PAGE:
Intended for healthcare professionals


Roger Gilbert Bannister: innovative neurologist and the first athlete to run a mile in less than four minutes

BMJ 2018; 361 doi: (Published 10 April 2018) Cite this as: BMJ 2018;361:k1589
  1. Matt Limb
  1. Croydon, UK
  1. limb{at}
Credit: PA

Sir Roger Bannister was a towering figure in the history of British sport and medicine. He was the first athlete to run a mile in less than four minutes, a feat some thought impossible in 1954, when Bannister was a 25 year old medical student, training mostly between lectures. But subsequent achievements would matter to him more.

He became a consultant at 34, was a groundbreaking neurologist, and in the 1970s led the fight against drugs in sport, developing tests for anabolic steroids as head of the Sports Council. He was knighted in 1975 and made a Companion of Honour in the 2017 New Year’s Honours. But he was never spoilt by fame, say those who knew and worked with him over many years. “He was a lovely man with many friends. Many of us have been greatly enriched by having known him and will be forever grateful,” says neurologist Dafydd Thomas.

Autonomic research

Bannister specialised in understanding and treating disorders of the autonomic nervous system, which controls all the automatic functions of the body—such as heartbeat, blood pressure, and digestion. Patients with autonomic failure can experience debilitating problems, including fainting caused by inability to maintain blood pressure to the brain.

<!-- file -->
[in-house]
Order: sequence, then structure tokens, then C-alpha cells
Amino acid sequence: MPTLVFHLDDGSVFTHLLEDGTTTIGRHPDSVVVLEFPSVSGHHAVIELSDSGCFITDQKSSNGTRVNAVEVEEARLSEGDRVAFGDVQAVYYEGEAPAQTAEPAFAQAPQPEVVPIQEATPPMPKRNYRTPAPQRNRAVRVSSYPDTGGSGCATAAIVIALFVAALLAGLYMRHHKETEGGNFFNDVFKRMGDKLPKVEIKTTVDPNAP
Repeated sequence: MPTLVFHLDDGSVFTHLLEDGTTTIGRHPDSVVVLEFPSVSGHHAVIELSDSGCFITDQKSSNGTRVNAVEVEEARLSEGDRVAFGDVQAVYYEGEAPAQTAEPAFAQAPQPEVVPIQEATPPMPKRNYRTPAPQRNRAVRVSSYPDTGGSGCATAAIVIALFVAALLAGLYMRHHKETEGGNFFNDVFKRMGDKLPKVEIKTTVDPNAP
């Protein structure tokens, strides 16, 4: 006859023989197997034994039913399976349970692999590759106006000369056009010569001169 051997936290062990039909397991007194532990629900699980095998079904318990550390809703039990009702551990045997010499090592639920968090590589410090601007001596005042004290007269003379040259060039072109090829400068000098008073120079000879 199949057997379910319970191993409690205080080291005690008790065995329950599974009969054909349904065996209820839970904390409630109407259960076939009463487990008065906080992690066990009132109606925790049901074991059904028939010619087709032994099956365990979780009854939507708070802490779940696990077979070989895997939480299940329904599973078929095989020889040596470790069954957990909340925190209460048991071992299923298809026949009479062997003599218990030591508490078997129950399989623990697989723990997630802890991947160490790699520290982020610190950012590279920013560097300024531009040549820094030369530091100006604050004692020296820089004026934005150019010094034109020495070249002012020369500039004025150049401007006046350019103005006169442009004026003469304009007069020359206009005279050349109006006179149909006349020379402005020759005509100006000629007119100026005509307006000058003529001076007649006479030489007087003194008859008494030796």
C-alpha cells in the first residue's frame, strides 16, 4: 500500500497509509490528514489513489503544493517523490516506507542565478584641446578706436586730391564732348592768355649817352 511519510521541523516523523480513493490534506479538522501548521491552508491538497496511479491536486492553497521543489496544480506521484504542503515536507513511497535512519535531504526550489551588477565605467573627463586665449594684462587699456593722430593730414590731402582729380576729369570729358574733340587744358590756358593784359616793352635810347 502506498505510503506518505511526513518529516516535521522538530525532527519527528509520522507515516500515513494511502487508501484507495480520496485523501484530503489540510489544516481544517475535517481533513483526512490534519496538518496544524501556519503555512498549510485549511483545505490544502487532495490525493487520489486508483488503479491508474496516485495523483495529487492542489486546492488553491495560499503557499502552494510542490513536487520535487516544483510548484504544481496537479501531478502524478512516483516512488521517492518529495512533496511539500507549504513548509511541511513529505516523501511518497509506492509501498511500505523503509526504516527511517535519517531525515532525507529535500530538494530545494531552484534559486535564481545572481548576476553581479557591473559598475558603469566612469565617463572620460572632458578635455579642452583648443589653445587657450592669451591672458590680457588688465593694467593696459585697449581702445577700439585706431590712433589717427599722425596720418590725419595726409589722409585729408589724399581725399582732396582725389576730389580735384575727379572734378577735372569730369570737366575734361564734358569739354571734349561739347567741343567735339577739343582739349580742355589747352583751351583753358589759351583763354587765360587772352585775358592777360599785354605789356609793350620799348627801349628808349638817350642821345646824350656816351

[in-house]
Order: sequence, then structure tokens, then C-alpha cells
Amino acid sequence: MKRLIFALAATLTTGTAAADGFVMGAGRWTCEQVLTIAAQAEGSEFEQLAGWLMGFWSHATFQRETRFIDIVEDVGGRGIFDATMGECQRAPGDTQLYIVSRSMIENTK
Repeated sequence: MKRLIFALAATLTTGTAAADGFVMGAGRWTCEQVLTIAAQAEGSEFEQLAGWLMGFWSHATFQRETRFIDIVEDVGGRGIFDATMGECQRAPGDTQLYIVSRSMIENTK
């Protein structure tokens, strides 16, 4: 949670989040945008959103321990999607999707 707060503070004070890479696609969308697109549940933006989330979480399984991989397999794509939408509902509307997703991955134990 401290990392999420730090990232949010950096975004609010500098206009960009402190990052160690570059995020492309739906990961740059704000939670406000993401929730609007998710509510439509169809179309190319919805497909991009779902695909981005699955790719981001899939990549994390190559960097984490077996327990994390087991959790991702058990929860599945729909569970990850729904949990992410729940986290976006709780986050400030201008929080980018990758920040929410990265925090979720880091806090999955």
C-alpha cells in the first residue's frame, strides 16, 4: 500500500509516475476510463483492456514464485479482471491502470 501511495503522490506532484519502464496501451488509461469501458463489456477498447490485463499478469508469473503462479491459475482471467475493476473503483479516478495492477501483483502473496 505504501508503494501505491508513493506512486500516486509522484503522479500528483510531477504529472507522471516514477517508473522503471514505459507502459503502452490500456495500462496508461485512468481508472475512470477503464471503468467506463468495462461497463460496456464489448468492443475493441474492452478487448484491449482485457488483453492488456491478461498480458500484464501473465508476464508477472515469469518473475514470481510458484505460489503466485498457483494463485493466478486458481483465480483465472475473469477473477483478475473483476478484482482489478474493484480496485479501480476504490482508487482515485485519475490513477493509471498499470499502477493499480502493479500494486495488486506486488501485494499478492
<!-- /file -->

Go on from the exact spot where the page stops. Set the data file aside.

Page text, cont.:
Credit: Anne Katrin Purkiss/REX/Shutterstock

Christopher Mathias, who began collaborating with Bannister at St Mary’s Hospital in 1981, and at times struggled to keep up with his long stride on ward rounds, says, “Roger was a pioneer in clinical autonomic work. Before then, the science hadn’t really been applied to patients.

“These were the patients who felt faint when they stood up, they had what’s called postural hypotension. It was grossly under-recognised because very few were having blood pressure taken lying and standing,” says Mathias, who is emeritus professor at University College London.

Bannister developed autonomic investigation units in London at both the National Hospital for …

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